those who would wreck her young life in order to share her fortune.
Do this, old friend, and make me happy on my deathbed."

The merchant made no answer. His heavy eyebrows were drawn down, and
his forehead all puckered with thought.

"You are the one man," continued the sufferer, "whom I know to be just
and upright. Give me the water, for my mouth is dry. Should, which God
forbid, my dear girl perish before she marries, then--" His breath
failed him for a moment, and he paused to recover it.

"Well, what then?"

"Then, old friend, her fortune reverts to you, for there is none who
will use it so well. Those are the terms of the will. But you will
guard her and care for her, as I would myself. She is a tender plant,
John, too weak to grow alone. Promise me that you will do right by
her--promise it?"

"I do promise it," John Girdlestone answered in a deep voice. He was
standing up now, and leaning over to catch the words of the dying man.

Harston was sinking rapidly. With a feeble motion he pointed to a
brown-backed volume upon the table.

"Take up the book," he said.

The merchant picked it up.

"Now, repeat after me, I swear and solemnly pledge myself--"

"I swear and solemnly pledge myself--

"To treasure and guard as if she were my own--" came the tremulous voice
from the bed.

"To treasure and guard as if she were my own--" in the deep bass of the

"Kate Harston, the daughter of my deceased friend--"

"Kate Harston, the daughter of my deceased friend--"

"And as I treat her, so may my own flesh and blood treat me!"

"And as I treat her, so may my own flesh and blood treat me!"

The sick man's head fell back exhausted upon his pillow. "Thank God!"
he muttered, "now I can die in peace."

"Turn your mind away from the vanities and dross of this world," John
Girdlestone said sternly, "and fix it upon that which is eternal, and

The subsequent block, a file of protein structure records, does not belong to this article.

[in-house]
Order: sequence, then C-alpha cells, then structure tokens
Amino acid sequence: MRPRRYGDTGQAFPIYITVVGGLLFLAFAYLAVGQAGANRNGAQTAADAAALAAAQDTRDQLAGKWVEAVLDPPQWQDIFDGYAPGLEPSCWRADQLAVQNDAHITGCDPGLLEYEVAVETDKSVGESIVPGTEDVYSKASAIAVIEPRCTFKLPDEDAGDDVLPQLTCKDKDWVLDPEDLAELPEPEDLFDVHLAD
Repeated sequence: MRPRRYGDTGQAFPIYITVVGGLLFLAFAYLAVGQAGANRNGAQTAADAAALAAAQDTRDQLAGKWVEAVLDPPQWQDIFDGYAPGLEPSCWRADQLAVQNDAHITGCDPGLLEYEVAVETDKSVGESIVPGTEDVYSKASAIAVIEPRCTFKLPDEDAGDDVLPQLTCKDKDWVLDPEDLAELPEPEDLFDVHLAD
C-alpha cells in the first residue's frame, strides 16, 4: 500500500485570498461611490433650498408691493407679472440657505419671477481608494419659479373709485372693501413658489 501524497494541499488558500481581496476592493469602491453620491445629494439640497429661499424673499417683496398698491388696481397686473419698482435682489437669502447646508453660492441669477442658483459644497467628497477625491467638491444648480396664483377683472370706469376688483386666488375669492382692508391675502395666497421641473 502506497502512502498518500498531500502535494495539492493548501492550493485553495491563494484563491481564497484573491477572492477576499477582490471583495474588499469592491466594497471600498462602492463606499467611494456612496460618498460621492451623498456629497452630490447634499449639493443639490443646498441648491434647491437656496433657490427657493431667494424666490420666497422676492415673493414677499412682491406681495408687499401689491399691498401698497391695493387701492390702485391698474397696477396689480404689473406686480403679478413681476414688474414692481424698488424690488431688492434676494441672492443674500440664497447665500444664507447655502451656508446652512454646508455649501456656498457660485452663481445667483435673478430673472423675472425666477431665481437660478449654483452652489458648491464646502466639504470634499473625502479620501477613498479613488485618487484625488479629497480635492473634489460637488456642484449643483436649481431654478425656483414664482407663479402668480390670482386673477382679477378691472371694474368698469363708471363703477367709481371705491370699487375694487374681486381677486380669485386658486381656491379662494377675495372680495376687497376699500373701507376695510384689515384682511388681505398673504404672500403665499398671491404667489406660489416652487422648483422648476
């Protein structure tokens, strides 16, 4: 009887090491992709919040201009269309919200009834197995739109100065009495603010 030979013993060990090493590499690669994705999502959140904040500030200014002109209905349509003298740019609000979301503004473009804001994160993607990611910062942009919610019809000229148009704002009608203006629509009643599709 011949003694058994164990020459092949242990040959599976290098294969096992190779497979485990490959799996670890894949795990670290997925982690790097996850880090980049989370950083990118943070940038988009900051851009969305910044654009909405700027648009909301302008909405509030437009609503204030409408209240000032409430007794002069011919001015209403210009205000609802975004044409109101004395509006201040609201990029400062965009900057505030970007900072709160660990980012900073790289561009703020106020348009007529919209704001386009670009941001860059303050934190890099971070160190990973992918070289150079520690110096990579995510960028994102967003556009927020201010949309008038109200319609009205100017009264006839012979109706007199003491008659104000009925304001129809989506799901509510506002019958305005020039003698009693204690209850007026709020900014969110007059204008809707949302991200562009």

can never die."

"Are you going?" the invalid asked sadly, for he had taken up his hat
and stick.

"Yes, I must go; I have an appointment in the City at six, which I must
not miss."

"And I have an appointment which I must not miss," the dying man said
with a feeble smile.

"I shall send up the nurse as I go down," Girdlestone said.

"Good-bye! God bless you, John!"

The firm, strong hand of the hale man enclosed for a moment the feeble,
burning one of the sufferer. Then John Girdlestone plodded heavily down
the stair, and these friends of forty years' standing had said their
last adieu.

The African merchant kept his appointment in the City, but long before
he reached it John Harston had gone also to keep that last terrible
appointment of which the messenger is death.



It was a dull October morning in Fenchurch Street, some weeks after the
events with which our story opened. The murky City air looked murkier
still through the glazed office windows. Girdlestone, grim and grey, as
though he were the very embodiment of the weather, stooped over his
mahogany table. He had a long list in front of him, on which he was
checking off, as a prelude to the day's work, the position in the market
of the various speculations in which the capital of the firm was
embarked. His son Ezra lounged in an easy chair opposite him, looking
dishevelled and dark under the eyes, for he had been up half the night,
and the Nemesis of reaction was upon him.

"Faugh!" his father ejaculated, glancing round at him with disgust.
"You have been drinking already this morning."

"I took a brandy and seltzer on the way to the office," he answered
carelessly. "I needed one to steady me."